The Friends of Eddie Coyle began its life in 1972 as a nasty little crime novel by George V. Higgins, a first-time novelist who at that time was Assistant U.S. Attorney for the state of Massachusetts. His debut made for quick and memorable reading (a mere 183 pages in its first edition, comprised almost entirely of dialogue), and immediately became something of a literary sensation. Eddie Coyle is a lifer in the Boston criminal underworld; not particularly successful or well-respected, but a reliable guy with "fingers in a lot of pies." His "friends" are a crooked local bartender/hitman, a gang of bank robbers, and an ice-cold gun-dealer with a flashy car. What these men do to make a living, and what they do to each other and themselves in the process, is frighteningly detailed in this powerful novel.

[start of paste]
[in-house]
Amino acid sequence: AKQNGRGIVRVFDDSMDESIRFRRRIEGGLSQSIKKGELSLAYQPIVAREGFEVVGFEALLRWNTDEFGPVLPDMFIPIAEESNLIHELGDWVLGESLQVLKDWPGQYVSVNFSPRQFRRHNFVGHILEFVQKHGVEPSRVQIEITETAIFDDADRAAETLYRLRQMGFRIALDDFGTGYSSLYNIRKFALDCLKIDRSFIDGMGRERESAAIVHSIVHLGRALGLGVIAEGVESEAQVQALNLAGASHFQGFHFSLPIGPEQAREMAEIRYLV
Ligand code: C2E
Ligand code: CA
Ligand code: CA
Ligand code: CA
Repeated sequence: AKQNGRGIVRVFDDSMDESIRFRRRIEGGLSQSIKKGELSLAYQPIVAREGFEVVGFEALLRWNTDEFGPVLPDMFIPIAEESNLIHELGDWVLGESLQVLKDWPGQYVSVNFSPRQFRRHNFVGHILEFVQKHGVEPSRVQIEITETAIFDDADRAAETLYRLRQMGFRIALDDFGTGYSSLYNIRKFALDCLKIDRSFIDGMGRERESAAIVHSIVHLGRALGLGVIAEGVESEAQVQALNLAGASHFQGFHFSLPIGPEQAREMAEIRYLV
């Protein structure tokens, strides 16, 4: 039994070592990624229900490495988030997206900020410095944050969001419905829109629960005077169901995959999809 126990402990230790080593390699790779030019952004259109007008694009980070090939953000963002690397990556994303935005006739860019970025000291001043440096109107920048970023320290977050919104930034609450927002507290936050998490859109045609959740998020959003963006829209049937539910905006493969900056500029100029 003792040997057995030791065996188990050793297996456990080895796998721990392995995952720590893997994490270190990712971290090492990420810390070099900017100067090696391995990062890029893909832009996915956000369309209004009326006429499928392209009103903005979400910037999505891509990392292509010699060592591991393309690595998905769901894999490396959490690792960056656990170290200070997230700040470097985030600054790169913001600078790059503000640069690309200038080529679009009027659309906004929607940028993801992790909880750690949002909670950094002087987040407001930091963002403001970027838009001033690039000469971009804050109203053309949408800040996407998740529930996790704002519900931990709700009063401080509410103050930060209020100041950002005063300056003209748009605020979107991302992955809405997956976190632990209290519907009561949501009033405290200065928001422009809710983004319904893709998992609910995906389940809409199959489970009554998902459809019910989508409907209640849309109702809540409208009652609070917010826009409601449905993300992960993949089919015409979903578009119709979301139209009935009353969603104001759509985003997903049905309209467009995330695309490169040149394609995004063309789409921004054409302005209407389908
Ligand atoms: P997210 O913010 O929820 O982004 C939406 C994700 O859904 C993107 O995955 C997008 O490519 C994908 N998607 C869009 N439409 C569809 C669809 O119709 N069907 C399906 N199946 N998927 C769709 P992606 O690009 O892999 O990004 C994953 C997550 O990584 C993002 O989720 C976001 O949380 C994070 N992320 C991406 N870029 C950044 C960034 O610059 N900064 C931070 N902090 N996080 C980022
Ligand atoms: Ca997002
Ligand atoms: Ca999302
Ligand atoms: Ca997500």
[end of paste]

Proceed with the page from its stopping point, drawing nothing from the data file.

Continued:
In 1973 The Friends of Eddie Coyle was released as a motion picture. Higgins himself helped to adapt the story; his brutal dialogue is kept intact, and is in fact elevated by the stellar ensemble cast (which includes character actors Peter Boyle, Richard Jordan, Steven Keats and Alex Rocco). Benefiting from its faithfulness to the novel's language and its excellent casting, The Friends of Eddie Coyle succeeds brilliantly as a film. What makes it an unsung classic is the superbly muted charisma of legendary Hollywood heavy Robert Mitchum. Mitchum portrays Coyle as a compromised "everyman" of the criminal underworld, adding pathos and weariness to a character that could easily have come across as bullying. Now available on DVD as part of the highly-regarded Criterion Collection, this one is not to be missed.